Skill Variety


How Skill Variety Culminates in Positive Work Outcomes

Skill variety (within the context of job design Opens in new window framework) reflects the extent to which a job requires an employee to use a range of different skills to complete their work.

By definition Skill variety refers to the degree to which a job challenges the jobholder to use his or her skills and abilities. It involves the extent to which the work necessitates a variety of different activities that require diverse skills and talents.

When a variety of skills are necessary to complete a task and those skills are perceived to be of value to the organization, employees find their work to be more meaningful. Consider, for example, how a production manager and a mailroom clerk might feel about the meaningfulness of their work.

The production manager’s job requires the use of a relatively diverse and highly valued set of skills and abilities. That manager may therefore perceive the job to be quite meaningful. The job of the mailroom clerk, in contrast, is narrower in terms of skill variety and usually of less perceived value to the organization than the production manager’s job. As a result, the mailroom clerk may feel that the job is less meaningful.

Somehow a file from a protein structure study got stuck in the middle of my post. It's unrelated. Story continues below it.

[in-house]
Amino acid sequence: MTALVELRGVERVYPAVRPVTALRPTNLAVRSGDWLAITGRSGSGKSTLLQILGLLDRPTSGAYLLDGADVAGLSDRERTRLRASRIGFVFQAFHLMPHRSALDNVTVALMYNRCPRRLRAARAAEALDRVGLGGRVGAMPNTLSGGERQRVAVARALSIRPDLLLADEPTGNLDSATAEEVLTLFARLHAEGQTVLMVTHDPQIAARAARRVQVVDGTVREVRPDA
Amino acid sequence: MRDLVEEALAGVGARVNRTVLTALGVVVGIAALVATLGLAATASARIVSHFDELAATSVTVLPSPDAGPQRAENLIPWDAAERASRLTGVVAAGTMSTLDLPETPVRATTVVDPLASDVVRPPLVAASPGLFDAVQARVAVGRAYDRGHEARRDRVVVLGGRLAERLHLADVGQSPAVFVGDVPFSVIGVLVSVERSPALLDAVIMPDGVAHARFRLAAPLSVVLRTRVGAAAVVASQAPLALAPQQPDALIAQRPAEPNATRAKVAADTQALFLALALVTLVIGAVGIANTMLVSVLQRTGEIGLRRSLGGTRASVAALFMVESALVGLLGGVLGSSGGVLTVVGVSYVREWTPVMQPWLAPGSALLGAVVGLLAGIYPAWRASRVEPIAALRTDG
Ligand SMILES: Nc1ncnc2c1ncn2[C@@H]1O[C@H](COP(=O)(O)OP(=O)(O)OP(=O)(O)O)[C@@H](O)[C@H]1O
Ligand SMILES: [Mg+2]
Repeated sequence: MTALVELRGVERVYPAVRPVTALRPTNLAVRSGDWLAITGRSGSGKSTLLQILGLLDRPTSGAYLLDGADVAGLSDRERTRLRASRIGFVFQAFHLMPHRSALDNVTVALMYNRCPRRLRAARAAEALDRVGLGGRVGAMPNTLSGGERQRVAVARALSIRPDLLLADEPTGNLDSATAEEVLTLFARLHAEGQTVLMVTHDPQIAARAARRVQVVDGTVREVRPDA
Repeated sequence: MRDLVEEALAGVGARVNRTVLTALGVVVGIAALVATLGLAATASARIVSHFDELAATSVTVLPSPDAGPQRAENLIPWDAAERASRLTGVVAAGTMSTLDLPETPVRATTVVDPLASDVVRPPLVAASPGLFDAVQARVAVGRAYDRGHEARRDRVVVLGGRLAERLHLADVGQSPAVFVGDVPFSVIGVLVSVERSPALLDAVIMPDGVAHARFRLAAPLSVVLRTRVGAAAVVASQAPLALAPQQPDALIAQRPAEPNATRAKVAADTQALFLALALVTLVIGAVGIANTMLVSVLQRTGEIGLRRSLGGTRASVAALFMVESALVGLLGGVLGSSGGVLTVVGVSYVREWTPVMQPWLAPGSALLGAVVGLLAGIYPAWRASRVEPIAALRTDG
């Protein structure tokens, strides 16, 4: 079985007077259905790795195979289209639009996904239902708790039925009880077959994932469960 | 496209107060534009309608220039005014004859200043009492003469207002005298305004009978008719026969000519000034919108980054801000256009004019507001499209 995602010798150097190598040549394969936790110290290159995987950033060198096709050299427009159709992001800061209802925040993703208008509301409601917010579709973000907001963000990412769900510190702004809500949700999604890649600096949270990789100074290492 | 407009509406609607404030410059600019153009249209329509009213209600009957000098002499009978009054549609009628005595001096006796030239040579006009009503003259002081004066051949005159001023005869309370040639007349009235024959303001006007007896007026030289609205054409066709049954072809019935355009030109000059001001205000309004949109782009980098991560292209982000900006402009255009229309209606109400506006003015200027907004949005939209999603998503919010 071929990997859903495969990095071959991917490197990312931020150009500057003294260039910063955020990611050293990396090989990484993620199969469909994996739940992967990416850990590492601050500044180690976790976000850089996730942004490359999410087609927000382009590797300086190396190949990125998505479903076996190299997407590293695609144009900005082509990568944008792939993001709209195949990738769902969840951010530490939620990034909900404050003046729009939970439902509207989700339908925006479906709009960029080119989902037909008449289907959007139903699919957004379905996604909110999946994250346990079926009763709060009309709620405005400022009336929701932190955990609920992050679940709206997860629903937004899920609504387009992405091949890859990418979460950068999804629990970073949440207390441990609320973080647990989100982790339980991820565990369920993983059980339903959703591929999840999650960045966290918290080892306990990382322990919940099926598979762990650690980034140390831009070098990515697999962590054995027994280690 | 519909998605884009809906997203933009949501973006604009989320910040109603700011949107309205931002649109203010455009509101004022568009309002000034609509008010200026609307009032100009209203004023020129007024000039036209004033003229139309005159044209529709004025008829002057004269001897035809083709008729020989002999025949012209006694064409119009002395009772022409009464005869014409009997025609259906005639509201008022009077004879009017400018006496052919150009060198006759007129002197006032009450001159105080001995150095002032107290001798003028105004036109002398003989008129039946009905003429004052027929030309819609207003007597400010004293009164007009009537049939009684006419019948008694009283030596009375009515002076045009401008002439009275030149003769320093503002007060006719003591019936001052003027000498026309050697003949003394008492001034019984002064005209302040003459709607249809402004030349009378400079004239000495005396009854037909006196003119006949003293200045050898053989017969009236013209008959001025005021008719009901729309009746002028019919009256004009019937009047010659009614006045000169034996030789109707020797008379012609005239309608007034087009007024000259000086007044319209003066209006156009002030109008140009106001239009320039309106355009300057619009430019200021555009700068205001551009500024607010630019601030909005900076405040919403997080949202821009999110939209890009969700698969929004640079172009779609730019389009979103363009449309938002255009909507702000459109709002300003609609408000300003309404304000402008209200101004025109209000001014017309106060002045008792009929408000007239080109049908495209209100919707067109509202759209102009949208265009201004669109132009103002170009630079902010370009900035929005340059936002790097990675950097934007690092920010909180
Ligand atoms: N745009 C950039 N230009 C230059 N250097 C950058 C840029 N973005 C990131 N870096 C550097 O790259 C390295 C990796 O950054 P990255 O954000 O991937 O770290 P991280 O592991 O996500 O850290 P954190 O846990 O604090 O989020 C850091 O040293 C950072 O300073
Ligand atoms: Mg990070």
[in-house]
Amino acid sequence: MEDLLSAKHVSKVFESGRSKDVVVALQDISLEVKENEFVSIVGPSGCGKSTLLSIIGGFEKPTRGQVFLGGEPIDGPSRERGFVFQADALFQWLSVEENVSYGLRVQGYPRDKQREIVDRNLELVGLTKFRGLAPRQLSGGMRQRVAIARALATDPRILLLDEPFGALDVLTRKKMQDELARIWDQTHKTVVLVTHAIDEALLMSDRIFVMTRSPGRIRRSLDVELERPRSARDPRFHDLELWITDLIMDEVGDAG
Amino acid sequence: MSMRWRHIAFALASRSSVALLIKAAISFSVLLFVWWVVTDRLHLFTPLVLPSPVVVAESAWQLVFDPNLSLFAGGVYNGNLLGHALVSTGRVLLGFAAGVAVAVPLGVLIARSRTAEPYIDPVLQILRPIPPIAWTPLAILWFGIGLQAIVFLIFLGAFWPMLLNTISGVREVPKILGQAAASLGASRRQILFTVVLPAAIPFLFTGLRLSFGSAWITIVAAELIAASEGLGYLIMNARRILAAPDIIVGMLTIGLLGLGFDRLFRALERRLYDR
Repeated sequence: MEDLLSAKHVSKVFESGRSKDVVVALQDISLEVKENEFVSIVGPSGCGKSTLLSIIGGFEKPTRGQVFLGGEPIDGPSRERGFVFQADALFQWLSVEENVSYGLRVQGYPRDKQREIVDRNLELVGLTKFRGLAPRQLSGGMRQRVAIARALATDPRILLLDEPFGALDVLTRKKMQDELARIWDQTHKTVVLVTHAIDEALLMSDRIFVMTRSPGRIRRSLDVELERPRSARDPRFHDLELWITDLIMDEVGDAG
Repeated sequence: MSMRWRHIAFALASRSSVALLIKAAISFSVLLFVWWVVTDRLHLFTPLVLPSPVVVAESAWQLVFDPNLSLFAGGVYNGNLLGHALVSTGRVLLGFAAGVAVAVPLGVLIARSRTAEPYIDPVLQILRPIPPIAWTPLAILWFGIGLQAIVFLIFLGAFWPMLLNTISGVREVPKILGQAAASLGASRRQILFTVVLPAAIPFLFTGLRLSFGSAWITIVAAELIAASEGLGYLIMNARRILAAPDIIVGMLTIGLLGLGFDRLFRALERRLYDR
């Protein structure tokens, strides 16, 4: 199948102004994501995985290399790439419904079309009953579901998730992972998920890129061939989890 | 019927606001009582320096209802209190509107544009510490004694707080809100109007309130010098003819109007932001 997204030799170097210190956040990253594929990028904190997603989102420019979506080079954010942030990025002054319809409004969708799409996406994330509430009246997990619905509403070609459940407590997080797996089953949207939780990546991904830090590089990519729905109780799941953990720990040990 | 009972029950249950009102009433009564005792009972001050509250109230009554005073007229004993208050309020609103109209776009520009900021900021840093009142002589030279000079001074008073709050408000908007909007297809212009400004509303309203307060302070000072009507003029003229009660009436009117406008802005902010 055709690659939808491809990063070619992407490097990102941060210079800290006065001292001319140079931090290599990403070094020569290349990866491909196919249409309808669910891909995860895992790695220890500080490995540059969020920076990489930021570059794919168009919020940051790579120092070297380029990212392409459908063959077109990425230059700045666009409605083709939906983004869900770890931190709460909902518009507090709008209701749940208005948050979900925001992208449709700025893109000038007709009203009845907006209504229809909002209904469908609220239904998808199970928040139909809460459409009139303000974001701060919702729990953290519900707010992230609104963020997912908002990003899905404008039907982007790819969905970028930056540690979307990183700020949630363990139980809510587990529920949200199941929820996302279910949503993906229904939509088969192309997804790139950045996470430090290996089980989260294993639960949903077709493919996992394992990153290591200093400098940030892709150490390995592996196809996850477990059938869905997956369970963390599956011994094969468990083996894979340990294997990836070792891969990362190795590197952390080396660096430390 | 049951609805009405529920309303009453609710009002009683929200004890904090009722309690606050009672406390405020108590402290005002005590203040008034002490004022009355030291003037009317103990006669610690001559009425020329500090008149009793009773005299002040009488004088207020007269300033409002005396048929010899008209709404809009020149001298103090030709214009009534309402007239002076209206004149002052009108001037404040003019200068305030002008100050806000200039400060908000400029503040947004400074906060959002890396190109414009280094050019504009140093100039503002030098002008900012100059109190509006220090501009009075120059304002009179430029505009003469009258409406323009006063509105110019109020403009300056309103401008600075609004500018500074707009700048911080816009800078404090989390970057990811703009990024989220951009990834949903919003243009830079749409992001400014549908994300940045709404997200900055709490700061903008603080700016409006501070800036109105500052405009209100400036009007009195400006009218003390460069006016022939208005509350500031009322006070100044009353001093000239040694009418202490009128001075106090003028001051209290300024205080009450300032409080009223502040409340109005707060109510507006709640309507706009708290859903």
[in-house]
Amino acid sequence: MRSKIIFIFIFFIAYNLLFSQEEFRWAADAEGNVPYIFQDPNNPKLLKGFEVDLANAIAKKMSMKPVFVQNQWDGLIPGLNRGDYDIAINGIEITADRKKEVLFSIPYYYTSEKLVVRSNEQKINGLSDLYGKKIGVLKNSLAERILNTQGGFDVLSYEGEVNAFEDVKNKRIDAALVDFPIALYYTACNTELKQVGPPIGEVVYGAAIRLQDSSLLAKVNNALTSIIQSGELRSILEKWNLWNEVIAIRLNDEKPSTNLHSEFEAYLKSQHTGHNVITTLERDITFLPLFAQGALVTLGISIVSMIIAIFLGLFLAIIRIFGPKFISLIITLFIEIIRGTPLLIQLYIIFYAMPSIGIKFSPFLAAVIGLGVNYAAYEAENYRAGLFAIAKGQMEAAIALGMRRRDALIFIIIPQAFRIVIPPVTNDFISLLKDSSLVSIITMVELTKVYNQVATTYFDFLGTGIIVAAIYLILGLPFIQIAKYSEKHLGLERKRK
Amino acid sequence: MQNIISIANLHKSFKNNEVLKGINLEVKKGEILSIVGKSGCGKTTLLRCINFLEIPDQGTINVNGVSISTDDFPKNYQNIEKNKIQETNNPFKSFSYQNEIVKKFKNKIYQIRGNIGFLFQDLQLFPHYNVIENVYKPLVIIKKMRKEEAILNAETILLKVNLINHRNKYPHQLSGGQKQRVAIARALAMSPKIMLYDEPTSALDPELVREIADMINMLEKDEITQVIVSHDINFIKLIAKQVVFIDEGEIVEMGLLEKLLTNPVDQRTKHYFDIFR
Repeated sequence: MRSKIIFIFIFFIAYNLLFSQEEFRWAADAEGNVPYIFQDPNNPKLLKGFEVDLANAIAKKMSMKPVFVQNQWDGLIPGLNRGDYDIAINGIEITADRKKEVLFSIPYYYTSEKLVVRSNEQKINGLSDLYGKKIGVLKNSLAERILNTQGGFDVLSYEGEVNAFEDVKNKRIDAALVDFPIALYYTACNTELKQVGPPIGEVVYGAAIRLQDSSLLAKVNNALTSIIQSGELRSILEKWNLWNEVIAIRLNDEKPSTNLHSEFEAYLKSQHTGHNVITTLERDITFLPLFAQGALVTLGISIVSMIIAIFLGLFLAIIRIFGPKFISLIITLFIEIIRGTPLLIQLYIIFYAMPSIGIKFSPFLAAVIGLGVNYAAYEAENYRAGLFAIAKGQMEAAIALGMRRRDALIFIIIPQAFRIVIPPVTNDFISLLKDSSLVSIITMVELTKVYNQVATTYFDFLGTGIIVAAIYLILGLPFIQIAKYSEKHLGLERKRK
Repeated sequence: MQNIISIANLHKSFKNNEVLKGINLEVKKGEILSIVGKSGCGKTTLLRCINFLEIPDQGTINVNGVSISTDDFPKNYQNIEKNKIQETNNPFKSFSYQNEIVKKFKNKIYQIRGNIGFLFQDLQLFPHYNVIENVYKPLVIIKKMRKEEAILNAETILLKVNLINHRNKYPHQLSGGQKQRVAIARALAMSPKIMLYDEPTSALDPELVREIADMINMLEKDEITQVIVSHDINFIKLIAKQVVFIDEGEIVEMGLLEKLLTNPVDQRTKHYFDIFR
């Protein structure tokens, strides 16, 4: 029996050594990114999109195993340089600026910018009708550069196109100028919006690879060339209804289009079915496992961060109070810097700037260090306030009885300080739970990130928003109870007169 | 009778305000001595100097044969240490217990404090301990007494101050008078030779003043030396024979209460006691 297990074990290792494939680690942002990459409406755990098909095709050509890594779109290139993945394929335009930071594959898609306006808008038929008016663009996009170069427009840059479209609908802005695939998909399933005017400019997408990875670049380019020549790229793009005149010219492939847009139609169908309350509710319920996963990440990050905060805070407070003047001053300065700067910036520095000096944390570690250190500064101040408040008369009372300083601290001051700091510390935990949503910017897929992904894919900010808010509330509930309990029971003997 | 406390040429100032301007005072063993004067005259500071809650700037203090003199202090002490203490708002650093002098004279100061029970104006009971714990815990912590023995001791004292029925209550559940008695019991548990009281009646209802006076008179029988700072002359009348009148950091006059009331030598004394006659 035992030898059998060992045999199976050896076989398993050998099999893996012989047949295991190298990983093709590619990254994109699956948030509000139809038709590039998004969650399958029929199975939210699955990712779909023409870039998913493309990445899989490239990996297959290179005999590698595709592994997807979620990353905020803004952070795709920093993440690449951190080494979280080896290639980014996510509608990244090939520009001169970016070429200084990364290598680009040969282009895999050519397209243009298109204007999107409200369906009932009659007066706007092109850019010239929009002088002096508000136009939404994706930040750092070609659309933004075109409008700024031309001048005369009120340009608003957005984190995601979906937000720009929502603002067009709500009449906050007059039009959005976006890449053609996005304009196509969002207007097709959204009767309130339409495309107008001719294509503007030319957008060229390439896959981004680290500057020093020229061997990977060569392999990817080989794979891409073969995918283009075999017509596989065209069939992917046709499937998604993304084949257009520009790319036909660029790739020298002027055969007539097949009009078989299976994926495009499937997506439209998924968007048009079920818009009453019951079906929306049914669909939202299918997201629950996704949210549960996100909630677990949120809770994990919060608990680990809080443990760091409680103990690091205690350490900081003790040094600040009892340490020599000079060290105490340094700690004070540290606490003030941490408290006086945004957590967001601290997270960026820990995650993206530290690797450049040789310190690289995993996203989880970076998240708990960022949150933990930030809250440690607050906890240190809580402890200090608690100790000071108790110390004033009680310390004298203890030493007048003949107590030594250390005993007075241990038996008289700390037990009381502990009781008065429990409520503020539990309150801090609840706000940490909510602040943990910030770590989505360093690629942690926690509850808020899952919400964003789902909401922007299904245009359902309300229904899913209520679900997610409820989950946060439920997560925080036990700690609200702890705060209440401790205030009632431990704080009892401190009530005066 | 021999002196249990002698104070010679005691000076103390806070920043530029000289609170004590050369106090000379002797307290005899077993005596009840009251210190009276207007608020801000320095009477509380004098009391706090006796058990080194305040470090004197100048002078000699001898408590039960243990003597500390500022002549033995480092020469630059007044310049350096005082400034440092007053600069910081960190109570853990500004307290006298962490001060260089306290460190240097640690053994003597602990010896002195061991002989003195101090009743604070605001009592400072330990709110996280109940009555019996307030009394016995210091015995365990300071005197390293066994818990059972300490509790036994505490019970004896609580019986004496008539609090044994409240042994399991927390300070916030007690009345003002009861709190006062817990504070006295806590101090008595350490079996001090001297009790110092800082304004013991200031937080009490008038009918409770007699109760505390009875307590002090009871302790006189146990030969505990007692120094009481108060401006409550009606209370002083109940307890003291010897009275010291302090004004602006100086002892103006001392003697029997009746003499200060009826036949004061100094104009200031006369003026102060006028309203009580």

Most of the work of teams requires skill variety. Typically, teams take on complex, system-based work that involves a variety of skills, talents, and competencies to be successfully completed.

Compared with task variety, which is believed to be more attractive to younger workers, skill variety may be beneficial for older workers in their mid and late careers to the extent that it allows them to draw upon accumulated skills.

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  • References
    • Management: Challenges for Tomorrow's Leaders Skill Variety (Pg 188) By Pamela Lewis, Stephen Goodman, Patricia Fandt, Joseph Michlitsch.
    • Contemporary Occupational Health Psychology: Global Perspectives ..., Volume 2 Skill Variety (pg 118) edited by Jonathan Houdmont, Stavroula Leka.

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